The Workshop Conference, April 1997

A forum was needed to plan the development of the project and secure the active participation of relevant scholars. This took place in the form of a Workshop Conference, which was held at Warwick in April 1997, funded by the Centre for the Study of the Renaissance and Warwick's Humanities Research Centre, with support from the British Academy. Over forty invited scholars and two publishers attended.

Three days of papers and discussion, reported in a one-hundred-page summary of proceedings, resulted in agreement on the way forward. The first major outcome was to be a two-volume, one-thousand-page collection of festival texts, fully edited and illustrated, with introductions and translations into English. This would be followed by further publications and by conferences and other forms of networking. Festivals, it was decided, would be understood as artistic events as well as texts.

Editorial principles and practices were laid down, and the management of the project was agreed. The Workshop comprised scholars from six continental European countries (France, Germany, Italy, Holland, Sweden and Poland) as well as Britain and the United States, and from an array of disciplines, including history, history of art, literature, modern languages and theatre studies. The project was to be, it was agreed, both international and interdisciplinary.


The Steering Group and the Two-Volume Collection of Festival Texts

About two years before the Workshop, and as a result of a one-day symposium at Warwick, a Steering Group of UK-based scholars was formed, and had met on a number of occasions in Warwick, Stratford-upon-Avon, Oxford and London. At these meetings, basic principles for the project were agreed and the outlines of the first proposed publication were drawn up. Making festival texts available was seen as a first priority, though it was recognised that without rigorous editing, and without scholarly contextualisation and introduction, mere availability would not be sufficient. It was also recognised that the overwhelming number of extant festival books - about three thousand survive in four major collections - made anything other than the publication of a representative selection a practical impossibility.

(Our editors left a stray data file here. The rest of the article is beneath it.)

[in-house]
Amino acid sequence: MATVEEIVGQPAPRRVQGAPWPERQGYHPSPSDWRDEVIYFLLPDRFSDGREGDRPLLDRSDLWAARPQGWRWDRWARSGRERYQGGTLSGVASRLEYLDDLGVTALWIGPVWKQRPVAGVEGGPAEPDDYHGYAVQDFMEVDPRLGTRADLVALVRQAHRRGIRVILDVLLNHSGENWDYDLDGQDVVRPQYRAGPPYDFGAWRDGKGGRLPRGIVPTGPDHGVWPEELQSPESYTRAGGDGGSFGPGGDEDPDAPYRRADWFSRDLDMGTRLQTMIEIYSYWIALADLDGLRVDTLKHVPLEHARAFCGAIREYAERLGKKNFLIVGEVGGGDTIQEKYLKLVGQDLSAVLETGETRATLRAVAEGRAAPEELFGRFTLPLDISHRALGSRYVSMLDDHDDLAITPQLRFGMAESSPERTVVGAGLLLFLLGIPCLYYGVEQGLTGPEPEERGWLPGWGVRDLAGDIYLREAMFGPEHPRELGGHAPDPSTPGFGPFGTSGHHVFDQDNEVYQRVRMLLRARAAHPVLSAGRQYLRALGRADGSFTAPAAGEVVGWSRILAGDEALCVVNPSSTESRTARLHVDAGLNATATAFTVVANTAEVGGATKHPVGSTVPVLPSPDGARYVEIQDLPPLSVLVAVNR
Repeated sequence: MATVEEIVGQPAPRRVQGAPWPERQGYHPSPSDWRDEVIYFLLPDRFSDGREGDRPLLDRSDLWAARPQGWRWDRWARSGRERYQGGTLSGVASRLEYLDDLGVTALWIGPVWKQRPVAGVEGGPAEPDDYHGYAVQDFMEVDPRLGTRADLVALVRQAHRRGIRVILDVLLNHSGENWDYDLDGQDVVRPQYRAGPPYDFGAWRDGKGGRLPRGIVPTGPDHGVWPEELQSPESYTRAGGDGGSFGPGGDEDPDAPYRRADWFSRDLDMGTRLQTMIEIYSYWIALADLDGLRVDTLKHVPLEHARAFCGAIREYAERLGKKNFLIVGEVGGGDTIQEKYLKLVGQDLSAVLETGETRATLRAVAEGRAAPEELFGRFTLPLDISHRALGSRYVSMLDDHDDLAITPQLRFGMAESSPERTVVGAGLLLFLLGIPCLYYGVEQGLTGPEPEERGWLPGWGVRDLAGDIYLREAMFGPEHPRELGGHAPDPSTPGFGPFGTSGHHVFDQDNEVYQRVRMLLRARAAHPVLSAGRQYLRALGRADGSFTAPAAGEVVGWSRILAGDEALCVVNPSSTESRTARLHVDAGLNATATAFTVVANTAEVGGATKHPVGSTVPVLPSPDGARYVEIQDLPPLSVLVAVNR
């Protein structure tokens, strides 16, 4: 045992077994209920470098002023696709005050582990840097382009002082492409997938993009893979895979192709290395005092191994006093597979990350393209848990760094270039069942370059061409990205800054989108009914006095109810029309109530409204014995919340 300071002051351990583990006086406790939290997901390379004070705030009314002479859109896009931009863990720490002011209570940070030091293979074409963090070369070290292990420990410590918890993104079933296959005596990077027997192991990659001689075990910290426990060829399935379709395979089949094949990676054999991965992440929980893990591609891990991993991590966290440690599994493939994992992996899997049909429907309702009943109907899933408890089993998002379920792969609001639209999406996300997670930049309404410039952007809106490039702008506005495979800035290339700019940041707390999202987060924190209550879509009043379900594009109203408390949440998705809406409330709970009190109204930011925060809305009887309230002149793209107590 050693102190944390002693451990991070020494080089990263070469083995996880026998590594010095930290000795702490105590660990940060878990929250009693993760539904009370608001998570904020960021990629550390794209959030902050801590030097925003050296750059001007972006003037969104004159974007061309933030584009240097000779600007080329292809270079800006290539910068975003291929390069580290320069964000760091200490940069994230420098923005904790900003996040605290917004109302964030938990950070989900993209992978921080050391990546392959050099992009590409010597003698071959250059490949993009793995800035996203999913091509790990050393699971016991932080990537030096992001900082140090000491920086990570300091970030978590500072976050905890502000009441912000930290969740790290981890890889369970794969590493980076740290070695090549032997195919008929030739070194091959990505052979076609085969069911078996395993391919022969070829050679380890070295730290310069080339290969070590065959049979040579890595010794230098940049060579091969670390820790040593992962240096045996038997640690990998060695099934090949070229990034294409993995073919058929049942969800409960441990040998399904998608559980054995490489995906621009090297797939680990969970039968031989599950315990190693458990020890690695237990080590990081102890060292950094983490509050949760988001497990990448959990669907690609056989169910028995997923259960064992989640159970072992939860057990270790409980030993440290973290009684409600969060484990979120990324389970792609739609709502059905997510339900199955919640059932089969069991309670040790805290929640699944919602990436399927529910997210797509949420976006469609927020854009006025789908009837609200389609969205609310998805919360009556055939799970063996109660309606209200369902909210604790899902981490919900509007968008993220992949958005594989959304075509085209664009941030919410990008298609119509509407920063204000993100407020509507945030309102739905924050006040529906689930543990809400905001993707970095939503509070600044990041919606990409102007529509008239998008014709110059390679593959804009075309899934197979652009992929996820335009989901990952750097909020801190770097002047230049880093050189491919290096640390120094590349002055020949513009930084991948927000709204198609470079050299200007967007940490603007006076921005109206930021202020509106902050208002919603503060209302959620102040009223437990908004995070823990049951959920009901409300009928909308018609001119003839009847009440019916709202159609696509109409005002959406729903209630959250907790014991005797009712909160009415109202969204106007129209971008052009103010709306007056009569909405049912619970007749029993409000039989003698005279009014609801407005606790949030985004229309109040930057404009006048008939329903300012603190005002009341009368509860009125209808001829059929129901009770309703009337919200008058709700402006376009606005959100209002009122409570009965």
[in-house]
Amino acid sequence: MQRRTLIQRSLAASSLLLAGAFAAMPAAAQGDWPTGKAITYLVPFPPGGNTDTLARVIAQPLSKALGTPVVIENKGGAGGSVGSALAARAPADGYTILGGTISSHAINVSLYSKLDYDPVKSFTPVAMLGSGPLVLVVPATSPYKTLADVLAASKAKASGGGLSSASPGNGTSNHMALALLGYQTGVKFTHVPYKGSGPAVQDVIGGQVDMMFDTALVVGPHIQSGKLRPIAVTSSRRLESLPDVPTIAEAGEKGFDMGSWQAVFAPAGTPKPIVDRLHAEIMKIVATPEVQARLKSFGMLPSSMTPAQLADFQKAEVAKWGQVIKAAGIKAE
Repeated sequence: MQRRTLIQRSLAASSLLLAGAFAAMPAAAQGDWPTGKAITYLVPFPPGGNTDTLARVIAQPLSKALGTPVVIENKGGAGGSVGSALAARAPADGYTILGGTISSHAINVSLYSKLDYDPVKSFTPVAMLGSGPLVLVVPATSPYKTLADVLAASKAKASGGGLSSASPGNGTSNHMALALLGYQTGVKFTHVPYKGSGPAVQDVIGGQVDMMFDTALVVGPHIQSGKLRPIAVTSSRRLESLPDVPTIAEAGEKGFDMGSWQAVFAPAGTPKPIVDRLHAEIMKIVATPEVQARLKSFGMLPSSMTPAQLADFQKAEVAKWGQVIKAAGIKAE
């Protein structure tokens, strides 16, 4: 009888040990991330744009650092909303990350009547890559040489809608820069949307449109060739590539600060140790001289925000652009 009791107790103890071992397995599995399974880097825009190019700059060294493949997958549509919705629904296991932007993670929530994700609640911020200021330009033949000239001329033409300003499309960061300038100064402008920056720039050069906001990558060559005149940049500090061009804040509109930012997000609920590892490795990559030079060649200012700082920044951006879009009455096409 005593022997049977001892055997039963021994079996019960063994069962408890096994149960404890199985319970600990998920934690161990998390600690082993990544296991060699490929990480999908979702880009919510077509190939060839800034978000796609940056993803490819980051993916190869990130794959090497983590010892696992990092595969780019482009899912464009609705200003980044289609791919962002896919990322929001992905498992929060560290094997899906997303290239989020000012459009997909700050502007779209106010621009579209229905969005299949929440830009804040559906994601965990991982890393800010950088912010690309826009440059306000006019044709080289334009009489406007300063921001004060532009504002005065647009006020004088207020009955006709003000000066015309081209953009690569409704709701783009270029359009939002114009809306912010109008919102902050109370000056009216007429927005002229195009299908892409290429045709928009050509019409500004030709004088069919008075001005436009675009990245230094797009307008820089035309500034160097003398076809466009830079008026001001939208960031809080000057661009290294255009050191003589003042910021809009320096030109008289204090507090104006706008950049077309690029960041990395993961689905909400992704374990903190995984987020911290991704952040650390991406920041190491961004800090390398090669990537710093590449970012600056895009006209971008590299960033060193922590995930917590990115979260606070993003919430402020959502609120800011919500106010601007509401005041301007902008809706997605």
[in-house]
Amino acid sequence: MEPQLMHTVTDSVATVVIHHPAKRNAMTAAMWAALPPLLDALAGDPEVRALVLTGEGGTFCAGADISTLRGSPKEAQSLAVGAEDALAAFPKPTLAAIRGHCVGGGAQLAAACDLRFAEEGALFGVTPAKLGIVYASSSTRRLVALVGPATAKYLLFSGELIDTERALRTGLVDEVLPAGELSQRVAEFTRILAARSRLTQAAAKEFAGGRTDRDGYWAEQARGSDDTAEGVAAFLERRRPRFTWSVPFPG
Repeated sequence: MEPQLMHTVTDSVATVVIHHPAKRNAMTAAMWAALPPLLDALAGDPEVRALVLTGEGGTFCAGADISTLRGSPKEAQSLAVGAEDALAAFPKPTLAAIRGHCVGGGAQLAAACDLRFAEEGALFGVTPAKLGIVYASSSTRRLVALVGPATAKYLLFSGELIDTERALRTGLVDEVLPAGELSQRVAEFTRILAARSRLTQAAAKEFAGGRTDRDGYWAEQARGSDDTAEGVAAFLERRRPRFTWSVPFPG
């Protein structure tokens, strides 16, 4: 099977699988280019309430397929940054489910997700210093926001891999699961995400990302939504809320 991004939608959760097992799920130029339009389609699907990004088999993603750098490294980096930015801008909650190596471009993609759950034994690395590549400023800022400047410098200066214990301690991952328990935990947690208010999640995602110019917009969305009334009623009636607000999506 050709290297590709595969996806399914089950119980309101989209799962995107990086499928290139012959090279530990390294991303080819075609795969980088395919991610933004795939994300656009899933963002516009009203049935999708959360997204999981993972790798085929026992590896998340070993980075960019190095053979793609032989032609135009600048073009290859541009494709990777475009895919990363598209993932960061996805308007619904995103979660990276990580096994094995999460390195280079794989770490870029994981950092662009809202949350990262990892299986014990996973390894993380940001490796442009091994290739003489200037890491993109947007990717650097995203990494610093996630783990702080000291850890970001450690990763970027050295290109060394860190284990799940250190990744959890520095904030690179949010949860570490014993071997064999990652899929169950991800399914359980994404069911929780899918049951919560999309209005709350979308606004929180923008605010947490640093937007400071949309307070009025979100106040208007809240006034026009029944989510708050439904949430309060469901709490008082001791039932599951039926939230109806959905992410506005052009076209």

Accordingly, it was decided to include in a two-volume collection eight "clusters" of texts, with each cluster comprising a series of texts related to an individual (Henry III was chosen after Charles V was rejected as too much studied), a city (Genoa, as an Italian city whose rich heritage of festival texts had not been widely investigated), a country (the Netherlands, Poland-Lithuania and Scandinavia), or an historical situation or event (the Protestant Union and La Rochelle and the defeat of Protestantism). It was also decided to include a cluster of texts from the New World. These eight groupings would ensure a wide geographical and chronological diversity of texts, would include a range of festival types from coronation and civic entry to wedding, political celebration and christening, and would demonstrate the cross-influence of texts on each other. All would be presented in the original and in an English translation, and all would be studied for their artistic achievements as well as their political significance. Fifty thousand words (about half the length of a monograph) were made available to each cluster, to include text, translation, introductions and footnotes. General introductions, it was decided, will preface the volumes as a whole, on such topics as the Festival Book, the Politics of Festival, Festival and Society and the Music, Scenography and Visual Arts of Festival.